Nick Wright on Eagles’ trick play: ‘It might be the gutsiest play I’ve ever seen in a Super Bowl’

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Joined by Greg Jennings, Nick Wright explains to Cris Carter and Jenna Wolfe why he believes the Philadelphia Eagles' trick play where Nick Foles caught a touchdown pass was the key turning point for Doug Pederson's squad during Super Bowl LII.

- That was-- To answer the question, how key was this? Well, it was one of-- after the Brandon Graham sat-- strip sack, maybe the single biggest individual play of the game. How gutsy was it? It, to me, might be the gutsiest play I've ever seen in a Super Bowl.

Sean Payton's surprise onside kick to start the half was to me the--


- --top of that list.


- This is-- because it was twofold. It was-- One was just going for it on fourth down. Keep in mind the situation. They were leading. They had led the whole half. They were-- In that moment, it was 15-12 Philly. They could of-- with less than a minute left in the half-- they could have said, you know what, we didn't get the touchdown.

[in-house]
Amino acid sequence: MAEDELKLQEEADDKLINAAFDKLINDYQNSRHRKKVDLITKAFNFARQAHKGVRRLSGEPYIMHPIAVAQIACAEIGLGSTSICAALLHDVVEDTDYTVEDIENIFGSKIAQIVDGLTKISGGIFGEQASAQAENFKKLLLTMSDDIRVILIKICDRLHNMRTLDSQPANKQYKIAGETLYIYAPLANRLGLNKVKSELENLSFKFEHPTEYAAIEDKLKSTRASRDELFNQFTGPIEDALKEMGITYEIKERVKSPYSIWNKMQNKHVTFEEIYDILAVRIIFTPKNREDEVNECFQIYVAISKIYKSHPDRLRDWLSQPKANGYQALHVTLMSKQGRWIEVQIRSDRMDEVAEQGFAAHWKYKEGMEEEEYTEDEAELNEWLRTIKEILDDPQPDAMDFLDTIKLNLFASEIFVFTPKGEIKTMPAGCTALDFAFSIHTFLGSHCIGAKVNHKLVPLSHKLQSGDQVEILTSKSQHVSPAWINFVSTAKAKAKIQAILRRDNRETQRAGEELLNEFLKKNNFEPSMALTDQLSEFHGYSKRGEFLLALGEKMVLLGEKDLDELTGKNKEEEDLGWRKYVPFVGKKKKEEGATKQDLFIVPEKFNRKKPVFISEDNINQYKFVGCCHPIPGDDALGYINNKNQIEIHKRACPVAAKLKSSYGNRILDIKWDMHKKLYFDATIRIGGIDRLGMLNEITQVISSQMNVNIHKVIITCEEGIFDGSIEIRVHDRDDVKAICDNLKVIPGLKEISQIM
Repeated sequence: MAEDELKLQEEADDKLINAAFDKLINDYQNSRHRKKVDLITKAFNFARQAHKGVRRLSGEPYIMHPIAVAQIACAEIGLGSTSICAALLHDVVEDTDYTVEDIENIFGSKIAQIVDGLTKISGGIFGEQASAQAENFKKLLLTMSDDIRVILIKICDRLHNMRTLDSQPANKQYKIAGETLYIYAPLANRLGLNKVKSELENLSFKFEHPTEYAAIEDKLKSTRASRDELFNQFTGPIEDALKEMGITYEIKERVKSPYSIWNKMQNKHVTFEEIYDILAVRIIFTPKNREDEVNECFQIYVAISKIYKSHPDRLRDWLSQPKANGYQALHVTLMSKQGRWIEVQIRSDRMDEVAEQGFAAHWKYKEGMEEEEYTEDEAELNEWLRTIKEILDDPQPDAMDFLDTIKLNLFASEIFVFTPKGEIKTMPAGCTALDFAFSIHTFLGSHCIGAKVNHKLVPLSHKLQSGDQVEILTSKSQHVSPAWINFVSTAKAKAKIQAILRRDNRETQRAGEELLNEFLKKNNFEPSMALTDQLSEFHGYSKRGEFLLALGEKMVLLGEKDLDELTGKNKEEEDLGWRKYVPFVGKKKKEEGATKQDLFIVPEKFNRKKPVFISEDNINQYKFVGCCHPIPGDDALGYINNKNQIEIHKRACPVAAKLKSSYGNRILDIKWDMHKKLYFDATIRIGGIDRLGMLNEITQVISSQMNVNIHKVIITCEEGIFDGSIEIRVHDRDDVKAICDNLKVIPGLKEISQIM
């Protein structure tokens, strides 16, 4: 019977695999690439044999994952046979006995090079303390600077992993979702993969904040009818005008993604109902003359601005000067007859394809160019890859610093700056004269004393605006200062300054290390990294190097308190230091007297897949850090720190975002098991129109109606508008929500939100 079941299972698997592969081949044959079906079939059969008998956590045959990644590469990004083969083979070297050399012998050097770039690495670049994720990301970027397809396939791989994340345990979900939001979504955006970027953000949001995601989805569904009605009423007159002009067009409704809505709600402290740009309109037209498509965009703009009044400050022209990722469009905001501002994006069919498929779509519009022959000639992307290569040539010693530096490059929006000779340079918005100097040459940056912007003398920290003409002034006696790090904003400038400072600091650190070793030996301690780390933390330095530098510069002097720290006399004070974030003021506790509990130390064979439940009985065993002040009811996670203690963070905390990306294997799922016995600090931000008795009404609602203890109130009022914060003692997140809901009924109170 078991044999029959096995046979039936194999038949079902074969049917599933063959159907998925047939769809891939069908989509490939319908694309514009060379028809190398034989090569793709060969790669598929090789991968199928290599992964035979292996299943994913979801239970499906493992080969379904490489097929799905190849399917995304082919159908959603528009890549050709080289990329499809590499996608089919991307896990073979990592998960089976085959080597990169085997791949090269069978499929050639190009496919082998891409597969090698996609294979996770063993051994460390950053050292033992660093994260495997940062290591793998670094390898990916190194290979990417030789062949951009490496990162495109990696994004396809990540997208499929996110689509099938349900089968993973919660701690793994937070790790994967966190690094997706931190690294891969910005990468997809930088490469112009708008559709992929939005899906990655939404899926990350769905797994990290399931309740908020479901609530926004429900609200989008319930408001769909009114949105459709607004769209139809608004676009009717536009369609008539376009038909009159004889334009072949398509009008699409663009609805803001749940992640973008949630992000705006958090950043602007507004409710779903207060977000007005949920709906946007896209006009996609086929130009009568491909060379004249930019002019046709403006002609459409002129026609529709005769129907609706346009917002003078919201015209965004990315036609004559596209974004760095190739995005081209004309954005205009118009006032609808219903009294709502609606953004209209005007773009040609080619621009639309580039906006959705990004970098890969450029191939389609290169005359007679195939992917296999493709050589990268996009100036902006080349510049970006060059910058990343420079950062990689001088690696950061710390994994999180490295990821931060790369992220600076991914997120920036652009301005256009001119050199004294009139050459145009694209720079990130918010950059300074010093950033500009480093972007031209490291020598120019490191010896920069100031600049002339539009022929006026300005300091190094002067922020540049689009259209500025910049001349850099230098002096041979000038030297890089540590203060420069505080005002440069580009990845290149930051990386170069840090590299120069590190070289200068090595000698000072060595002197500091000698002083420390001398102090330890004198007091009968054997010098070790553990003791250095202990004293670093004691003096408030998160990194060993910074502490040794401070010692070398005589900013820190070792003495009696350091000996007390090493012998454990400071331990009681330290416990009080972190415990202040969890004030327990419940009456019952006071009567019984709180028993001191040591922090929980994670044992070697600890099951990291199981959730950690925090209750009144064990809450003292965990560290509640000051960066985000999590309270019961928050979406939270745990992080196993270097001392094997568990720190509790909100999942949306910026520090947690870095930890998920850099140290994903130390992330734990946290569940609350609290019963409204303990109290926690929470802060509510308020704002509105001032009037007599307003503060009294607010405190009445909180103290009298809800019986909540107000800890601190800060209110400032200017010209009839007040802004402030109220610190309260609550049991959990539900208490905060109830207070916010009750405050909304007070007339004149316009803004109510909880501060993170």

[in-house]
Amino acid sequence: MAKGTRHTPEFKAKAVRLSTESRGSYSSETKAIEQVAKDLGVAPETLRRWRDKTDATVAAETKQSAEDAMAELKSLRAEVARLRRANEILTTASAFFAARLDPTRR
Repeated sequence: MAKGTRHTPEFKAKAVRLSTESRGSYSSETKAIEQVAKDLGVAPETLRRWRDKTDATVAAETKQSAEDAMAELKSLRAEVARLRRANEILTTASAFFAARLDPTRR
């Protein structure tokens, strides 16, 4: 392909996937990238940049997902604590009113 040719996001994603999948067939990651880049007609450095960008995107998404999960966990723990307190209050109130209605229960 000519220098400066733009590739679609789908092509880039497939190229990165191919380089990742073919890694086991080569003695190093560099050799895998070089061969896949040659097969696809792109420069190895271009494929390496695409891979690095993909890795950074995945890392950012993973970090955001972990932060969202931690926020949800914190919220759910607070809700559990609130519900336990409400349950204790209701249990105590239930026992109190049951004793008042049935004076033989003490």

- And as you said, nobody would have criticized him for it.

- No. I mean, we didn't get the touchdown. We-- and Pederson already knew. He was open to criticism because he had gone for two early. CC would call that chasing points. Once you go for that too early, if you then leave one point on the board there, you then don't get this, right?

All of a sudden, you've left four points on the board against New England. People were like, man, you should be up by a touchdown right now instead you're up by three. But instead, they went into the half up 10. It was-- And what compounded how good it was by them is the Patriots on the play that got the Eagles down in the red zone, to get first and goal from the 8.

Belichick didn't use one of his timeouts to give the Patriots even added time at the end of the half, so Belichick did something poorly he normally does great, which is the clock. And then Pederson stayed true to form. I'm going to keep the pedal down at all times.